At the basketball game, the players are introduced. So, too, in worship. One side in this game is: “In the name of the Father and of the Son and of the Holy Spirit = God” and the other side is: “I, a poor, miserable sinner = us sinners.” At this point, God stops the game and declares, “You can’t play in My game. I am pure, holy, and righteous. You are sinners, deserving my full punishment.”
Then comes the surprise. Like in basketball, the jump ball starts the game. Usually the taller player can tip the ball to his or her team. In worship, this is a game between God and us. Who will get the tipoff? Even the tallest basketball players are not able to compete with God. So to start the game, God wins the tip off.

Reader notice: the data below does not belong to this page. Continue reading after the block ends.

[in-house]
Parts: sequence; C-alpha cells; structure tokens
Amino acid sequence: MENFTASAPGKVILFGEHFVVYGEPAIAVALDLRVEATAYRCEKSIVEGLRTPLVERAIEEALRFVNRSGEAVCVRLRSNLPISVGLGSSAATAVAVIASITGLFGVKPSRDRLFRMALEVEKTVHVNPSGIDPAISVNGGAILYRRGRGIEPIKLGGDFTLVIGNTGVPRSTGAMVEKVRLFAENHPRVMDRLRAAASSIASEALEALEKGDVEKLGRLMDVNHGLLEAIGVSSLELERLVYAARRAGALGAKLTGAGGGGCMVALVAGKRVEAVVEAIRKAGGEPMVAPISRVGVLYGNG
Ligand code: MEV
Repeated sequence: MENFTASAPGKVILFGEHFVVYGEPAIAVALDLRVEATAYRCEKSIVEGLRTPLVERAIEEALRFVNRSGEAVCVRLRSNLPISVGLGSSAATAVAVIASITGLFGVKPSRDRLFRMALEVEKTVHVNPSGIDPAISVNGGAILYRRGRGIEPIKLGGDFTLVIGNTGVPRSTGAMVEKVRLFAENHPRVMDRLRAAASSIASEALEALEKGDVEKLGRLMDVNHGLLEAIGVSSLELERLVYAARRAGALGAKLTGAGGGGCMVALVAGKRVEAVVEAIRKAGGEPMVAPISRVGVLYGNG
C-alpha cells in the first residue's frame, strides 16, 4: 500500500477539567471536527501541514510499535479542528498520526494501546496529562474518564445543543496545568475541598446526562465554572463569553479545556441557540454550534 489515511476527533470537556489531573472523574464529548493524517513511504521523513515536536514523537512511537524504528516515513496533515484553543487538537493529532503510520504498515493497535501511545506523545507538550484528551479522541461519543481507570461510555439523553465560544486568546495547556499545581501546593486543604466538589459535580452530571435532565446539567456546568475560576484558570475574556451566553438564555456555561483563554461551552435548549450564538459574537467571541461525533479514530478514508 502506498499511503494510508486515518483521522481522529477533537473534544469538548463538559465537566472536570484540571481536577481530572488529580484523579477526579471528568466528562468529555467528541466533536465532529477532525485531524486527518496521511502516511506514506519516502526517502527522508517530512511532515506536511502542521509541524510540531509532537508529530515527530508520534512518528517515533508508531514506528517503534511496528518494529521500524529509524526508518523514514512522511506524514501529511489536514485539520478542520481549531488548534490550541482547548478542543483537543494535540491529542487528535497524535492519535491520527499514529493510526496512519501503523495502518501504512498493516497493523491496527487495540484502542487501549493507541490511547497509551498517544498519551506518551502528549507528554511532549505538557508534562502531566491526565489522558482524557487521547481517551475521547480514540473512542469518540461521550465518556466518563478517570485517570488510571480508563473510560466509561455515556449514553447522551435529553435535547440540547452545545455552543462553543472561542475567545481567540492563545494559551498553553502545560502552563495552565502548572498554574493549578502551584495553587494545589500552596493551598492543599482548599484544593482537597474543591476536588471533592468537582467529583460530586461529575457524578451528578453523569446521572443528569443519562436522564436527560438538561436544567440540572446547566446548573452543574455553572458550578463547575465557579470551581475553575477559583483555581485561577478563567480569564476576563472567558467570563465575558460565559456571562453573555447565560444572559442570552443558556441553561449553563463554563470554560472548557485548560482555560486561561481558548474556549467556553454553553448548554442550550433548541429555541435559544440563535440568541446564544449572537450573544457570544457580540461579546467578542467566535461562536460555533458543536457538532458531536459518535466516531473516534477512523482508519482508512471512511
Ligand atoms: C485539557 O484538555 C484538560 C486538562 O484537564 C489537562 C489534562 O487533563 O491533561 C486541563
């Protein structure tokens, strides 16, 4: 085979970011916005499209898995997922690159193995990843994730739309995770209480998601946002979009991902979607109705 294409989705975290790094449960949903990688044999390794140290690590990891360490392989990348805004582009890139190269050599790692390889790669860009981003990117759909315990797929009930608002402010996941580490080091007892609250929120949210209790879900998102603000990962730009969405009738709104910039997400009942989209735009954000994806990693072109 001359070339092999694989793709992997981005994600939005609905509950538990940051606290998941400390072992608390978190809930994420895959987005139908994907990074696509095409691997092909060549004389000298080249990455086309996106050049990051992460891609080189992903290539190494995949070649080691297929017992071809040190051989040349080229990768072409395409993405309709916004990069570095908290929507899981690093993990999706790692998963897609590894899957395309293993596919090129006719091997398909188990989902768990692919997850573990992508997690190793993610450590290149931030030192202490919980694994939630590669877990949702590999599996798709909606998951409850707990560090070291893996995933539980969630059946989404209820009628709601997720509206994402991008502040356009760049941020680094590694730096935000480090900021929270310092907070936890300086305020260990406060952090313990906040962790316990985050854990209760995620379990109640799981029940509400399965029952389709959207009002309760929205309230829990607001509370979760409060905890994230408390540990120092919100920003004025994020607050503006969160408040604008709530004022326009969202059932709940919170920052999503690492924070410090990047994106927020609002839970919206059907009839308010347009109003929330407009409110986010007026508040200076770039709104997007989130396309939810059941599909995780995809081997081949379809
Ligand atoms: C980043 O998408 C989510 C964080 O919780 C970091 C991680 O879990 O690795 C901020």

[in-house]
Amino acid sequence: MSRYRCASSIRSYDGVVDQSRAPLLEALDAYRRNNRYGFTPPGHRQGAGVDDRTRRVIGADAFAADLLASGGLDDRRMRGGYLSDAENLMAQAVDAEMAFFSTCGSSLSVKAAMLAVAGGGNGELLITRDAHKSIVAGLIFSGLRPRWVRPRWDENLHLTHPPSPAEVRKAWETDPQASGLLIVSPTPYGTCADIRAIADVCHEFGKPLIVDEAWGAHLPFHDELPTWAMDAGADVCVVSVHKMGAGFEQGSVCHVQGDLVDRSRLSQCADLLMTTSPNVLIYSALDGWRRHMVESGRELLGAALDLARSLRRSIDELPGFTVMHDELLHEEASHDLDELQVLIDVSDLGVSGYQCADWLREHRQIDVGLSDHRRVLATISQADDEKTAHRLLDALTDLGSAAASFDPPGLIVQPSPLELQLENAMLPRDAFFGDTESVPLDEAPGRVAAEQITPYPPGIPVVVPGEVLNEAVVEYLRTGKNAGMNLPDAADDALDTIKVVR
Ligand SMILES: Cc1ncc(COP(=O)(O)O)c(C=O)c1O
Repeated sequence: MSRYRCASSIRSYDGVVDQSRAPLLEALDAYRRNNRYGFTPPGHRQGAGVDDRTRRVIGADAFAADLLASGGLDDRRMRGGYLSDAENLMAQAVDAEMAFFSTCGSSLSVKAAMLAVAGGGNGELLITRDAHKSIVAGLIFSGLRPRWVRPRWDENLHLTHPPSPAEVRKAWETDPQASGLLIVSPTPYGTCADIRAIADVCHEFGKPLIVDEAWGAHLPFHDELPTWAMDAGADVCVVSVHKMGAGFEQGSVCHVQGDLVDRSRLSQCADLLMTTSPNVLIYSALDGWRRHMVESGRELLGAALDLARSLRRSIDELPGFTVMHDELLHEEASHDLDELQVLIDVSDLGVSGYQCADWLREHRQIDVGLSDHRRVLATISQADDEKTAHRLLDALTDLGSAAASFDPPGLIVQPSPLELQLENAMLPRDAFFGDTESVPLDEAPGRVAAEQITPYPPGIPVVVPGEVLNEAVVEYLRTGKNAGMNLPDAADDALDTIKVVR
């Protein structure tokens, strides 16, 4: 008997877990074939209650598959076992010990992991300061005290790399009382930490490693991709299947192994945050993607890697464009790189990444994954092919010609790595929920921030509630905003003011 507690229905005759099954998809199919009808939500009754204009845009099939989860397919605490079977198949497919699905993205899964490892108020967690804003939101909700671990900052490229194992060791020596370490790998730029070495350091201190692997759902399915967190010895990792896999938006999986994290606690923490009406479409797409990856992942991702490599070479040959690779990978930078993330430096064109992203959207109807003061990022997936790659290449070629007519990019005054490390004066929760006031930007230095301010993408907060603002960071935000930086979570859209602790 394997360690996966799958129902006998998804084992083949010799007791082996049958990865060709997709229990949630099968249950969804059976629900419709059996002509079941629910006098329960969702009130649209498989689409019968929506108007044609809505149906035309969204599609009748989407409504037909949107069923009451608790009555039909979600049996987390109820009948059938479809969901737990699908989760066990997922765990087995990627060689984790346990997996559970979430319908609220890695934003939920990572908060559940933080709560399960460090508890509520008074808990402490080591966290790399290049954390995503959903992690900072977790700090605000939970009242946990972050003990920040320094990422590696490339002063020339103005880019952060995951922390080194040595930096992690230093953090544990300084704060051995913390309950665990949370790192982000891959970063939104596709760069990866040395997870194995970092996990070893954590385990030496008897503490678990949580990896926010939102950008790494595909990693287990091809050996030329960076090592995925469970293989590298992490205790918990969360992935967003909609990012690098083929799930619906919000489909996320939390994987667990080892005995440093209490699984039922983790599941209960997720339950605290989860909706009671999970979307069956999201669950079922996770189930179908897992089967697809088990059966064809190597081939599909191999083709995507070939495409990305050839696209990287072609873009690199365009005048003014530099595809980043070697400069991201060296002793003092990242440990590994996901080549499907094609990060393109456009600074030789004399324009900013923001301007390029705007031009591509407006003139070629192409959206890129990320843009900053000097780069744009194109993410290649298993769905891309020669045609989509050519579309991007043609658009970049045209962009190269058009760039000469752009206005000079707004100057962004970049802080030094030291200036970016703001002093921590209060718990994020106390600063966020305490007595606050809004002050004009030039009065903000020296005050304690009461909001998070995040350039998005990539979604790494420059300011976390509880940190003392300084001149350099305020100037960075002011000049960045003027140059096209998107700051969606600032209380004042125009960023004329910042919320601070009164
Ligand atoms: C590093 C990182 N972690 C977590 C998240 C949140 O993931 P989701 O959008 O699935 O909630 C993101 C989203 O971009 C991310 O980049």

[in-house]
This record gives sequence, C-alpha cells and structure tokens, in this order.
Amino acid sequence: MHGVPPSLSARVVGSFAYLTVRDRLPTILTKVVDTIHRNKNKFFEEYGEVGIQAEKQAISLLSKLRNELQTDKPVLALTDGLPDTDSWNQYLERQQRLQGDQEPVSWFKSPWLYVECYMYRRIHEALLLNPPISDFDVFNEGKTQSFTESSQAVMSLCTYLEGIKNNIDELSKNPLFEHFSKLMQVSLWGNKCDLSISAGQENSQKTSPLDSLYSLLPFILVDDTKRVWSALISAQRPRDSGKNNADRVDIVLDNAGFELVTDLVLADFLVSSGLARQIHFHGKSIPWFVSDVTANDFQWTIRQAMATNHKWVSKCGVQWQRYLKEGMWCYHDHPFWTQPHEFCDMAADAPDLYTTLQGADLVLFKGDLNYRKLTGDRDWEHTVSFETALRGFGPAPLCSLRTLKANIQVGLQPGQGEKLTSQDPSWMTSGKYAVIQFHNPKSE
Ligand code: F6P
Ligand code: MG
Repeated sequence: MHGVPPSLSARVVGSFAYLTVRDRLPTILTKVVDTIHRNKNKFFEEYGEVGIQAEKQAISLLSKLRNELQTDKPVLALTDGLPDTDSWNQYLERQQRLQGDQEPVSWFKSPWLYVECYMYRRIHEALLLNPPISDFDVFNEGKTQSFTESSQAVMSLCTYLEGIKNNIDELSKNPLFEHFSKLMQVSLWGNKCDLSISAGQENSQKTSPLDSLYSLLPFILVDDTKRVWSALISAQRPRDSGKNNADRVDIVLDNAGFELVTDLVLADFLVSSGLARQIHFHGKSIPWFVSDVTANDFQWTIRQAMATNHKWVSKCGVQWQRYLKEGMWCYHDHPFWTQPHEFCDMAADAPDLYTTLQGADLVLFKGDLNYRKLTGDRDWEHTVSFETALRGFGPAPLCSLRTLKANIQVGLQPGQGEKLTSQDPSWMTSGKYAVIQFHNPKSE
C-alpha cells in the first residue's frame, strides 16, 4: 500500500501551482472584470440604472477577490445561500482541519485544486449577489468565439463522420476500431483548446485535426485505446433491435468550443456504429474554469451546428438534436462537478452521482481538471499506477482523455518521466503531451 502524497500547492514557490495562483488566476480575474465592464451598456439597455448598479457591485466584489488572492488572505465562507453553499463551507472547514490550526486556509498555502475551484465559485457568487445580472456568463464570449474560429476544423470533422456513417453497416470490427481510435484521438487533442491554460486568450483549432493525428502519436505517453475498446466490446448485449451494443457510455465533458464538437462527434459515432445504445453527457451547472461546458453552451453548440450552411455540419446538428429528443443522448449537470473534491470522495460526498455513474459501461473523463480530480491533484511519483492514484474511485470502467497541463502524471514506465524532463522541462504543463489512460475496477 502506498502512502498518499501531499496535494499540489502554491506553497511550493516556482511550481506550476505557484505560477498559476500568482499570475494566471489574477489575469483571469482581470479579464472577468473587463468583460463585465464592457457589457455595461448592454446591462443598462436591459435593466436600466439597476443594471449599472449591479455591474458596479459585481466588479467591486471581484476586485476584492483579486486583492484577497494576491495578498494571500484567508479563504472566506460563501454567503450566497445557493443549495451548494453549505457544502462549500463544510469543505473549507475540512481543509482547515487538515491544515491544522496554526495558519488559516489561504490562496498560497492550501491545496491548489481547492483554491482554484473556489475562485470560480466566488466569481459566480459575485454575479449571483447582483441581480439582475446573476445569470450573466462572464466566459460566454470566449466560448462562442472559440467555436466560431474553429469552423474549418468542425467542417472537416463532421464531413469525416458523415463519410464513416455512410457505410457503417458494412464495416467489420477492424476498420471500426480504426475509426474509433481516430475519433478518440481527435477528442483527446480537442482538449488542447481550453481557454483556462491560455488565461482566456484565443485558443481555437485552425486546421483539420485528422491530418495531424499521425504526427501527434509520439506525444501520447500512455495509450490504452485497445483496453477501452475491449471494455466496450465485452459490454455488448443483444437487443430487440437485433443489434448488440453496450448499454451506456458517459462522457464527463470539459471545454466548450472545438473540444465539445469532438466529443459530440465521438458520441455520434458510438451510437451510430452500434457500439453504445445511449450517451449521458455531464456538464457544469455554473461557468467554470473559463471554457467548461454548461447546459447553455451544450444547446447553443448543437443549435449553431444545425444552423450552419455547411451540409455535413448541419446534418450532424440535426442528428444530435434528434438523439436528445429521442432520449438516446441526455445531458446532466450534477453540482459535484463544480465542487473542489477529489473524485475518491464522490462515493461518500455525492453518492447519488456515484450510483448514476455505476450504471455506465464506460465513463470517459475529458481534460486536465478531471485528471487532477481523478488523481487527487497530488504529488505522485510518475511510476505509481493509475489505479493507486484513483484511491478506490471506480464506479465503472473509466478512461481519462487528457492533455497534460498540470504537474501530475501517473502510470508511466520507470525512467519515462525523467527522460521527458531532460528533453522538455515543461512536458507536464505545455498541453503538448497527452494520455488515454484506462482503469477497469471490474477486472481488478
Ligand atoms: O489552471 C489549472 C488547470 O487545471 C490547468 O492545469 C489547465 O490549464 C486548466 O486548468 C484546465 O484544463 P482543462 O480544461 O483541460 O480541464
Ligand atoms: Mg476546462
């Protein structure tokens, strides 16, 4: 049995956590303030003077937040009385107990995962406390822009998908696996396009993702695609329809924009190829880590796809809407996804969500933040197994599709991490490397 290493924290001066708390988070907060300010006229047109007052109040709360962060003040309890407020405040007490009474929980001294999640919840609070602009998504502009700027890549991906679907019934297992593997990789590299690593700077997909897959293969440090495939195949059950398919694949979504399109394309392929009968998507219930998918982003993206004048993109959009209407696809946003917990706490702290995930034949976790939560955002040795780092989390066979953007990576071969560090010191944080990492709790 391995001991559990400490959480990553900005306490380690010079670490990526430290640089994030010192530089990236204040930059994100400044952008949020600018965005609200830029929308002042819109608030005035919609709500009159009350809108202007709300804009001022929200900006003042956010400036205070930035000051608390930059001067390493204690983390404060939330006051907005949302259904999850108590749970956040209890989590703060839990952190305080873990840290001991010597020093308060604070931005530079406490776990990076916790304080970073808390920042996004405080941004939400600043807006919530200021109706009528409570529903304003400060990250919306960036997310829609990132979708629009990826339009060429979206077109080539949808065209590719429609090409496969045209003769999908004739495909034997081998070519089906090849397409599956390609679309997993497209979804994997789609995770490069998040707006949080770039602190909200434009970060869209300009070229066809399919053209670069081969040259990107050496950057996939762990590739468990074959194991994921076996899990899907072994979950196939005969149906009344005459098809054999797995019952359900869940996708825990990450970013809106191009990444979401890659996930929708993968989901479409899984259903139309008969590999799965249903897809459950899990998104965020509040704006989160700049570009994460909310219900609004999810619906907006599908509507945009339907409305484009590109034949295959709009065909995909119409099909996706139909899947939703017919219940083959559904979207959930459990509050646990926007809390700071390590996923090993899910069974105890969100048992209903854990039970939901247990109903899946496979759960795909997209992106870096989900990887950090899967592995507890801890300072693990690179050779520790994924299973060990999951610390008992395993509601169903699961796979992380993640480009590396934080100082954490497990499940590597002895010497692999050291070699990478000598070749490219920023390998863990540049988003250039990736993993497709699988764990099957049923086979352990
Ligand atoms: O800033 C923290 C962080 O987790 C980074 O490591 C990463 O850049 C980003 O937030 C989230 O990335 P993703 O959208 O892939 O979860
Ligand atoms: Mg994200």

In worship, since it is God’s game, He grabs the ball first and rushes down the court to tell us of His love and forgiveness. God says, “I forgive you all your sins for the sake of My Son, who is the Star of the game.” With that, we are invited to play in God’s game with God’s rules— with God’s victory already assured! We rush down the other way, scoring with our praise. We don’t shout “Yeah, God,” but we use appropriate terms such as “Praise the Lord!” or “Hallelujah.”
You keep track of who has the liturgical ball by watching the pastor. When he faces the congregation, God has the ball, speaking to the people. When the pastor faces the altar, the people have the ball—they are speaking/singing to God.
As in a basketball game with four quarters, in worship we have four quarters. When the basketball game is on the line, everyone stands in anticipation of victory. So, too, in worship, when the Gospel is read, we stand, because in effect, God says, “Right here, this is My Star, and this is how He won the game.”
When the pastor says, “The Lord be with you,” that marks a quarter break.
First quarter: Invocation, confession/absolution, and praise.
Second quarter: Scripture readings, sermon, and creed.